Regarding application…Be Prepared. Vs. 15, “But in your hearts revere Christ as Lord. Always be prepared to give an answer to everyone who asks you to give the reason for the hope that you have. But do this with gentleness and respect.” Since we are not to fear the retribution of others, we should always be ready to have an answer for our faith. Remember, the recipients of Peter’s letter were living in fear of persecution from Nero. While we here in the States do not live under Christian persecution, we do have the same call to be prepared. In other words, we are to speak up when asked why we live and do the things we do. When people see Christians choose not to party and get drunk, when Christians choose to not curse, when Christians choose to give their tithe and time to church, When Christians love their community….People are going to wonder why? That is why we must know His word and be able to articulate our own testimony to others. Let’s be ready to answer why we celebrate Christmas to our family and friends!
Vs. 5, “you also, like living stones, are being built into a spiritual house to be a holy priesthood, offering spiritual sacrifices acceptable to God through Jesus Christ.” Peter shares a wealth of encouragement to us in this chapter. The more we know ourselves and our identity, the more we will be able to live holy lives acceptable by God. At the beginning of our chapter, Peter admonishes us to crave His word (vs. 1-3). As we crave God’s influence (word, church, prayer, fellowship) in our lives we are building our church on the Chief Cornerstone which is Christ (vs. 4-10). Notice that the church as it grows, we are to be a active voice of God’s goodness to a dark world (vs. 9). What a timely reminder as Christmas is right around the corner! Peter expounds upon how we are to live Godly lives (vs. 11-18). And in the last section of our chapter, Peter exhorts the persecuted believers to submit to those who are above.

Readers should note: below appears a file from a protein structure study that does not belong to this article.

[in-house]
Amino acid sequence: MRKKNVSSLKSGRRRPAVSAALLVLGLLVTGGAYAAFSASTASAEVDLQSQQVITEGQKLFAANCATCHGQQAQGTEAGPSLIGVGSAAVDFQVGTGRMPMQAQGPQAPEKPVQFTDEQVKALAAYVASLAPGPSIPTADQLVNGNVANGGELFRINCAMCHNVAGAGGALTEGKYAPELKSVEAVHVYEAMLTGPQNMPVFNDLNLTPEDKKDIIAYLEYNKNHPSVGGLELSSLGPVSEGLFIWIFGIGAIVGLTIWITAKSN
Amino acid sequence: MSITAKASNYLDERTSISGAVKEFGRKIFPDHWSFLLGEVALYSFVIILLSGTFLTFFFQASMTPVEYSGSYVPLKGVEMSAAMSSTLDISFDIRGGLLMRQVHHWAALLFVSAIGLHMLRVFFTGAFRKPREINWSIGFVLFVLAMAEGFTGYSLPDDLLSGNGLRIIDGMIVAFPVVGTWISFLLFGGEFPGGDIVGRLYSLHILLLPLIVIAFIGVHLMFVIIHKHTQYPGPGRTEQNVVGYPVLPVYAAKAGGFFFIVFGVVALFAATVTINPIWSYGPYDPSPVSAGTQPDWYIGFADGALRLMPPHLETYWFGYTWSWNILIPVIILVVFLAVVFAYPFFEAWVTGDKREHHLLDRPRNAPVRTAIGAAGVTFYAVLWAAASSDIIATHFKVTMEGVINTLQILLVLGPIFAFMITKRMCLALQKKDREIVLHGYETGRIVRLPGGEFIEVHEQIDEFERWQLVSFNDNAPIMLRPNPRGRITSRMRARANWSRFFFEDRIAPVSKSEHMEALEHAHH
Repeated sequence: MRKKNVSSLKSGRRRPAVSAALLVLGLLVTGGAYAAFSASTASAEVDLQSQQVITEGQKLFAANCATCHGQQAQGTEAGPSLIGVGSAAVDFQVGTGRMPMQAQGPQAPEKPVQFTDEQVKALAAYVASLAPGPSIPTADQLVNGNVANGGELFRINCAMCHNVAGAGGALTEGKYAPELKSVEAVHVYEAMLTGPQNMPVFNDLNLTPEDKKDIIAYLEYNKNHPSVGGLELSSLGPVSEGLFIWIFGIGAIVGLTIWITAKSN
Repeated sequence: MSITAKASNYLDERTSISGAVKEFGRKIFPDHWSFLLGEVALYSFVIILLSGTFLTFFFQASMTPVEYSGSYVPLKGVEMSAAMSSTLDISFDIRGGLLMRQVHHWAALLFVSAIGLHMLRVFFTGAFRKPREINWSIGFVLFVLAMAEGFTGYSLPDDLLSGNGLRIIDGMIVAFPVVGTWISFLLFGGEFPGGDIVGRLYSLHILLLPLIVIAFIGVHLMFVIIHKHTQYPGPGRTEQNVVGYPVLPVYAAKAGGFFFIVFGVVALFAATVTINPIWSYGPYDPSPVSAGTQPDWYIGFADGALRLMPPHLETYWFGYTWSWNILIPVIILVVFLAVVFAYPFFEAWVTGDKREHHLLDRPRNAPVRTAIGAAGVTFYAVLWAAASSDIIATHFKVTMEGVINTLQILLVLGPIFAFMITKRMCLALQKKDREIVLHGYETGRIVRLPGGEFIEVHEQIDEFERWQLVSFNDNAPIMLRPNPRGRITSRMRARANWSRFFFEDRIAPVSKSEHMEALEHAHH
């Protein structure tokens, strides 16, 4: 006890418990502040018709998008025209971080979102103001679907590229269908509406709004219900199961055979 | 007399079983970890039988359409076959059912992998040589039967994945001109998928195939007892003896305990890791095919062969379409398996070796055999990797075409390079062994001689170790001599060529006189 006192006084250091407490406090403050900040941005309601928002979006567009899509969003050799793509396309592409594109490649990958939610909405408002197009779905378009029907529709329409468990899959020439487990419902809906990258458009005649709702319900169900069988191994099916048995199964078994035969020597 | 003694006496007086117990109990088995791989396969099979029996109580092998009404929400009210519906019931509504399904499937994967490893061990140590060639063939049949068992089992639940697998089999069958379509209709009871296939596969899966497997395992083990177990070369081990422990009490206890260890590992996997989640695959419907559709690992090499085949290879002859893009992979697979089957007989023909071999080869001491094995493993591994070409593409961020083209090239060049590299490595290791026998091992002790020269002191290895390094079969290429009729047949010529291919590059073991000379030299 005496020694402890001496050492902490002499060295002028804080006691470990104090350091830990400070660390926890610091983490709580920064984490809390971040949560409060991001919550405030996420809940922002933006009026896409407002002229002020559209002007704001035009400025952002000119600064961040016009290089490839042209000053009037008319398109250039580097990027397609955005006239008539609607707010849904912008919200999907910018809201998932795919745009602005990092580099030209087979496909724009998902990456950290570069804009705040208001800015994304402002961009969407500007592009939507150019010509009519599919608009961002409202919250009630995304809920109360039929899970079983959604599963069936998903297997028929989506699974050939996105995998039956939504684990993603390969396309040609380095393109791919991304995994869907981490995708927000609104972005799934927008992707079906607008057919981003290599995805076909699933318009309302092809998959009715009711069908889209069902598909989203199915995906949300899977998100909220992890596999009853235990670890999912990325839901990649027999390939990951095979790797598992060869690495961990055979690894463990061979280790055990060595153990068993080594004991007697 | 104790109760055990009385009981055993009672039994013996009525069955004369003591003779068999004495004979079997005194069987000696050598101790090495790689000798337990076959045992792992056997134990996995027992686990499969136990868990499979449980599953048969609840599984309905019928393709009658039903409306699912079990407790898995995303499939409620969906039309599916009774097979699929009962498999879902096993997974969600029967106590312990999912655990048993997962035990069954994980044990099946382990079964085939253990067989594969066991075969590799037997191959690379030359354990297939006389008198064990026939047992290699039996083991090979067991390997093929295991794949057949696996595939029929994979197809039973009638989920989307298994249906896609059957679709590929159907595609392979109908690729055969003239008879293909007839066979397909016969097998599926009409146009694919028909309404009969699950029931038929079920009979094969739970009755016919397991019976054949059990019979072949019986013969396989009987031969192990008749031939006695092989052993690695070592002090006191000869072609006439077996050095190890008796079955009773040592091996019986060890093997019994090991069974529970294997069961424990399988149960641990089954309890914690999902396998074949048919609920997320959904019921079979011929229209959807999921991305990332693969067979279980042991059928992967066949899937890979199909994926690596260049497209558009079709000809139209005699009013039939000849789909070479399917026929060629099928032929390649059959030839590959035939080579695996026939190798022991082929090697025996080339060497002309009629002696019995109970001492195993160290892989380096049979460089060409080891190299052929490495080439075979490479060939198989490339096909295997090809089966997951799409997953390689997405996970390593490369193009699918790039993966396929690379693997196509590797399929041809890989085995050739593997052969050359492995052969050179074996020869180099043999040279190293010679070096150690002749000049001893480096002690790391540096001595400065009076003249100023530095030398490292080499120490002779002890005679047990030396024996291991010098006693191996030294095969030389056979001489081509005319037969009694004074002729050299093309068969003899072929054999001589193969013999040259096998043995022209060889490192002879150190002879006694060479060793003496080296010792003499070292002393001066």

Regarding application…Our Example. Vs. 21, “To this you were called, because Christ suffered for you, leaving you an example, that you should follow in his steps.” They say imitation is the biggest form of flattery. There are many people we try to emulate. Those who are successful, we often pattern our lives to them. Jesus set the example in how we are to live. Jesus set the example in how we are to submit to authority. In the face of persecution, how we respond can affect our testimony. The world is watching us. We are on display. May our heavenly Father be proud!
Vs. 3, “Praise be to the God and Father of our Lord Jesus Christ! In his great mercy he has given us new birth into a living hope through the resurrection of Jesus Christ from the dead.” The Lord Jesus told Peter to feed His sheep (John 21), and so this is exactly what Peter was doing. The hope of a new birth was found in our Savior and this important reminder should never be forgotten. Each believer who received this message was to remember that they were God’s chosen (vs. 1-2). With these truths in mind, Peter goes on to exhort the worried Christians how to respond in light of the persecutions of the church (vs. 6-9). I appreciate how Peter acknowledges that there is trials and grief going on. Some leaders may try to minimize such things. Peter gives us insight that such trials reveal the genuineness of our faith (vs. 7). Certainly, the end goal in all of this is the salvation that is offered to those who believe (vs. 10-12). Question: With salvation now given, what then is our end goal? We are to live holy lives (vs. 13-25).
Regarding application…Be Holy. Vs. 15, “But just as he who called you is holy, so be holy in all you do.” For many Christians, the understanding of what is means to be holy has been a bit skewed. There seems to be a tendency of guilt surrounded around this idea of holiness. In our weekly Bible study this past Wednesday, we discussed Paul’s exhortation in Romans 12:2 to be transformed by the renewing of our mind. To live holy lives we must ensure our minds are being filled with Godly things. “Garbage in, garbage out.” Certainly what we put into our minds can corrupt our very life. May our hearts respond with resounding joy in the midst of our trials! Let the joy of Christmas shine in our faces!